Massively multiplayer online gamers have different needs than those of first-person shooter or real-time strategy fans. They need social interaction. They need extremely comfortable chairs. They need all of the Cheetos.
But most of all they need buttons. So many buttons.
PC peripheral manufacturers have sensed this need and have responded with specialized MMO mice featuring so many buttons. Today we take a look at three of them — the Logitech G600, the Razer Naga 2012 and the Cyborg M.M.O. 7 from Mad Catz — to determine which is most worthy of your MMOney.
Each of our three contenders were used extensively for at (the very) least a full week by yours truly, with Funcom's The Secret World the primary punishment of choice. With only seven powers active at any one time it's a bit easy on these incredibly programmable devices. Perhaps a World of Warcraft raid healer would be a more tasking test, but alas, I am not raid healer.
Before we begin breaking them down, let's take a look at the basic statistics and acronyms that make an MMO mouse an MMO mouse. I started with the most important. It bears noting that each of these units features a braided cable, but only because I wish everything I owned had a braided cable, even things that don't need cables. I'm a fan.
|Razer Naga 2012||Cyborg M.M.O. 7||Logitech G600|
|Tracking Speed||200 Inches Per Second||200 Inches Per Second||160 Inches Per Second|
Impressive statistics, to be sure, but nothing (other than price) that sets one unit miles above the rest. The Logitech G600 features the highest DPI setting, for instance, but we're playing MMOs with these, not Call of Duty. The only modern popular MMO that even bothers with mouse-based aiming is Tera, and the hit boxes on its bad guys are so large you're probably sitting in one right now and don't even know it.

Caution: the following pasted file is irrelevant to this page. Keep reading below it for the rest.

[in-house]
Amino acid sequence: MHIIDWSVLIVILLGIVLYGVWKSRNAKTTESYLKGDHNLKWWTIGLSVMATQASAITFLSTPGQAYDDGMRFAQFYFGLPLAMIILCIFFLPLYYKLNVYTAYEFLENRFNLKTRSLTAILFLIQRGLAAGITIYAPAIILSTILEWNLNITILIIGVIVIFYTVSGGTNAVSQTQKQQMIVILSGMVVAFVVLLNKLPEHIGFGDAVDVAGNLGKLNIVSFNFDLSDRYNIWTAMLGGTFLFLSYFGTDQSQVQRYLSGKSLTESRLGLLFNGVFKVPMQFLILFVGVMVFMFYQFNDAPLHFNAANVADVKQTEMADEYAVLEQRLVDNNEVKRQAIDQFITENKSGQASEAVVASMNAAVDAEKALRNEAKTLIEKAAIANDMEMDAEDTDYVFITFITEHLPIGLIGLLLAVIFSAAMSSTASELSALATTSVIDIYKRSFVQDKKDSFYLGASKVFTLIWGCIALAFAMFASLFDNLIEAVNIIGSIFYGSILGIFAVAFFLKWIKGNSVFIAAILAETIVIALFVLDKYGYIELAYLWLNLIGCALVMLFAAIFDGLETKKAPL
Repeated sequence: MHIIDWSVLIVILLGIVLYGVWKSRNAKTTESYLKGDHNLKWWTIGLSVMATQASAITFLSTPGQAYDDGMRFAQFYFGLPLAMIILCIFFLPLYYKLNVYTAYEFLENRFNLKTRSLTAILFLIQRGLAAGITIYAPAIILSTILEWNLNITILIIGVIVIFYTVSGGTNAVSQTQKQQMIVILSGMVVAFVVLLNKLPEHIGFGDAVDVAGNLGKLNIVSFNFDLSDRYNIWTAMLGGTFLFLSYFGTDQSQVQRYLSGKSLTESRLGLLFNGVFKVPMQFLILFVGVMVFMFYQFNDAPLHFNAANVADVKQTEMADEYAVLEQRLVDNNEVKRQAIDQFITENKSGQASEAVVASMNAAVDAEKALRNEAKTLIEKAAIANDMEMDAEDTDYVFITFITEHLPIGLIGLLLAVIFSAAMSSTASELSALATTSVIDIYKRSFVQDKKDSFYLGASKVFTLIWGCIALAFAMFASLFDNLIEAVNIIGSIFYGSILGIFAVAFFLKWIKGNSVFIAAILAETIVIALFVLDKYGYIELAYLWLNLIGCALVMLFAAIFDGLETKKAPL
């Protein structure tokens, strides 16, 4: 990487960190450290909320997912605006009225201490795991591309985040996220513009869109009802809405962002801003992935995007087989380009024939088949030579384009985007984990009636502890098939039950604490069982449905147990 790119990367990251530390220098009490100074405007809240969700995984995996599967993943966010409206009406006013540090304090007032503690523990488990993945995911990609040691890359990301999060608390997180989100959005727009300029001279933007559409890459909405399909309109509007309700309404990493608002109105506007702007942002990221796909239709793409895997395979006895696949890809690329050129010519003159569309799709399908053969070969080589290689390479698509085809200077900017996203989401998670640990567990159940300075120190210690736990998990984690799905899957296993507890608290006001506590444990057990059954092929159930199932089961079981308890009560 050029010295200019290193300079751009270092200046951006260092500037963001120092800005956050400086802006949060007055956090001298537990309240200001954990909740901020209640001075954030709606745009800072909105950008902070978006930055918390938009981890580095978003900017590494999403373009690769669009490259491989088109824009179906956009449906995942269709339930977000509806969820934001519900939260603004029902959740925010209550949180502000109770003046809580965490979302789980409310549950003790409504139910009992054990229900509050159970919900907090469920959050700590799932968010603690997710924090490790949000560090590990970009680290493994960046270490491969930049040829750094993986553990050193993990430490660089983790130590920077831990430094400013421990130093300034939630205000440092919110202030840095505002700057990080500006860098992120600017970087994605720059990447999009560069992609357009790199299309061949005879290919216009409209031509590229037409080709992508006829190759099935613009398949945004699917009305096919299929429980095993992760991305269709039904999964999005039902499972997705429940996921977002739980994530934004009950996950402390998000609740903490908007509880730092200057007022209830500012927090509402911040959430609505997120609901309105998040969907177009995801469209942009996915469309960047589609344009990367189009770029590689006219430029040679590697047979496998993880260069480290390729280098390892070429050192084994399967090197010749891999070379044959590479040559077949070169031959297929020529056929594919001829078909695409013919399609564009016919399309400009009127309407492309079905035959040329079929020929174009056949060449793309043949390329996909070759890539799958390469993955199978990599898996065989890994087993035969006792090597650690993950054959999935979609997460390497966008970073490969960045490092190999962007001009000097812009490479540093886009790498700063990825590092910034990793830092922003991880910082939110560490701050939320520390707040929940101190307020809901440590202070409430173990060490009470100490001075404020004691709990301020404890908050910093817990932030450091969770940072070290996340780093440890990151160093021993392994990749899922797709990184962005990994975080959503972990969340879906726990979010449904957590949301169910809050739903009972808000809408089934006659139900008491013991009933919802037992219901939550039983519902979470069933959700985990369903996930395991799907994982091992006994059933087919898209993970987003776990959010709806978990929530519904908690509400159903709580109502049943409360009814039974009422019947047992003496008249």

Adjusted for the realities of the genre, we're starting with a relatively even playing field. Let's fix that, category by category.
There is nothing wrong with looking like a standard gaming mouse with some extra buttons on the side; I do not fault the G600 or the Naga for this. They look fine, even in those pants. They've both got colored LED lighting, a feature dedicated Microsoft Office mice have traditionally shied away from. They look functional, and that's great.
The Cyborg M.M.O. 7 looks like it's about to transform and roll out. It's got shiny metal orange accents, grooved dials, and a quirky logo that looks like Deadshot from DC Comics. And yes, there is colored LED lighting.
Cyborg M.M.O. 7
This category is particularly fun, as the manufacturers of two of the three competitors have gone great lengths to ensure that any gamer's hand can rest comfortably atop their devices. Both the Cyborg ad the Naga come with extra bits that gamers can swap out, essentially letting them reconfigure the ergonomic profile on the fly.
The Naga comes with three different side panels so no matter what grip players prefer.
The Cyborg M.M.O. takes the customization a step further, providing two additional palm rests (one rubberized and one raised), two side panels (one rubberized and one with a pinkie rest) and a series of tiny weights for those heft queens out there.
Which one feels the best? Neither. The Naga feels nice enough and is perfectly well-suited for extended play. The Cyborg's futuristic style works against it here; it's just not a very comfortable device. There are pokey bits everywhere.
Meanwhile, the Logitech G600 feels wonderful out of the box, and none of those extra bits made either other mouse any more comfortable. It's the third button on the right keeping three fingers on the same level at all times that makes all the difference.